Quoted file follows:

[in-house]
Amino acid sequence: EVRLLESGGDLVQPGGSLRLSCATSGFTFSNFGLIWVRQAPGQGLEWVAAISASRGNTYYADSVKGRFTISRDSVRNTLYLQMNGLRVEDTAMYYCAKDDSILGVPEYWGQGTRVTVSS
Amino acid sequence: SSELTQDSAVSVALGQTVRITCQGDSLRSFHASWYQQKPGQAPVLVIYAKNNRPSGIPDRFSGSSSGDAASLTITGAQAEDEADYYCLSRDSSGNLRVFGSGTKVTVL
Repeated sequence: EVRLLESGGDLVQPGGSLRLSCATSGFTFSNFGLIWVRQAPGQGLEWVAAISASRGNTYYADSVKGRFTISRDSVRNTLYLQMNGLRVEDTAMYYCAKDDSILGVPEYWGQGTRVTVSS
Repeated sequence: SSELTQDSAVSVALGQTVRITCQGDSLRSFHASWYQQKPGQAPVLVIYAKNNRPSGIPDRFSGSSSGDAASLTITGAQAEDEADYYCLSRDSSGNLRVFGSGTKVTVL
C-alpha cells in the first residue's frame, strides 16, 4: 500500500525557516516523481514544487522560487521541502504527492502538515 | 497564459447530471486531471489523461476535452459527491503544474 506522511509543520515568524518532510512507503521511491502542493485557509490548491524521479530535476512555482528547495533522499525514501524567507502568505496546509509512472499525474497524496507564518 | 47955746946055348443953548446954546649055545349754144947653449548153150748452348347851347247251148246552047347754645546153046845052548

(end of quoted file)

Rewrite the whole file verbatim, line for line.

[in-house]
Amino acid sequence: EVRLLESGGDLVQPGGSLRLSCATSGFTFSNFGLIWVRQAPGQGLEWVAAISASRGNTYYADSVKGRFTISRDSVRNTLYLQMNGLRVEDTAMYYCAKDDSILGVPEYWGQGTRVTVSS
Amino acid sequence: SSELTQDSAVSVALGQTVRITCQGDSLRSFHASWYQQKPGQAPVLVIYAKNNRPSGIPDRFSGSSSGDAASLTITGAQAEDEADYYCLSRDSSGNLRVFGSGTKVTVL
Repeated sequence: EVRLLESGGDLVQPGGSLRLSCATSGFTFSNFGLIWVRQAPGQGLEWVAAISASRGNTYYADSVKGRFTISRDSVRNTLYLQMNGLRVEDTAMYYCAKDDSILGVPEYWGQGTRVTVSS
Repeated sequence: SSELTQDSAVSVALGQTVRITCQGDSLRSFHASWYQQKPGQAPVLVIYAKNNRPSGIPDRFSGSSSGDAASLTITGAQAEDEADYYCLSRDSSGNLRVFGSGTKVTVL
C-alpha cells in the first residue's frame, strides 16, 4: 500500500525557516516523481514544487522560487521541502504527492502538515 | 497564459447530471486531471489523461476535452459527491503544474 506522511509543520515568524518532510512507503521511491502542493485557509490548491524521479530535476512555482528547495533522499525514501524567507502568505496546509509512472499525474497524496507564518 | 47955746946055348443953548446954546649055545349754144947653449548153150748452348347851347247251148246552047347754645546153046845052548